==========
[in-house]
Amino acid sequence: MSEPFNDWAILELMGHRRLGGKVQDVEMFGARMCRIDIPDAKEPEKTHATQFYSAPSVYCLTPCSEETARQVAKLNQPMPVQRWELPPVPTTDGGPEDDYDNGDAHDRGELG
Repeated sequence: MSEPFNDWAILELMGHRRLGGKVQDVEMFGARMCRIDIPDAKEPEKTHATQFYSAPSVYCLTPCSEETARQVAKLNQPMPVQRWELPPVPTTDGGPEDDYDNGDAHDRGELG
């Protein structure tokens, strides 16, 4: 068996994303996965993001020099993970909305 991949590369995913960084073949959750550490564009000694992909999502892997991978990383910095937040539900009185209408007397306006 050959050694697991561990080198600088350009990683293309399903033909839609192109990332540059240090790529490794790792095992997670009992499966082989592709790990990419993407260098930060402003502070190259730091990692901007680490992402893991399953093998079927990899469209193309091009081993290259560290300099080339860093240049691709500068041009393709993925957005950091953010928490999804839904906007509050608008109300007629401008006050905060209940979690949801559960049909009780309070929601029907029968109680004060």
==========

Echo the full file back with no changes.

[in-house]
Amino acid sequence: MSEPFNDWAILELMGHRRLGGKVQDVEMFGARMCRIDIPDAKEPEKTHATQFYSAPSVYCLTPCSEETARQVAKLNQPMPVQRWELPPVPTTDGGPEDDYDNGDAHDRGELG
Repeated sequence: MSEPFNDWAILELMGHRRLGGKVQDVEMFGARMCRIDIPDAKEPEKTHATQFYSAPSVYCLTPCSEETARQVAKLNQPMPVQRWELPPVPTTDGGPEDDYDNGDAHDRGELG
């Protein structure tokens, strides 16, 4: 068996994303996965993001020099993970909305 991949590369995913960084073949959750550490564009000694992909999502892997991978990383910095937040539900009185209408007397306006 050959050694697991561990080198600088350009990683293309399903033909839609192109990332540059240090790529490794790792095992997670009992499966082989592709790990990419993407260098930060402003502070190259730091990692901007680490992402893991399953093998079927990899469209193309091009081993290259560290300099080339860093240049691709500068041009393709993925957005950091953010928490999804839904906007509050608008109300007629401008006050905060209940979690949801559960049909009780309070929601029907029968109680004060």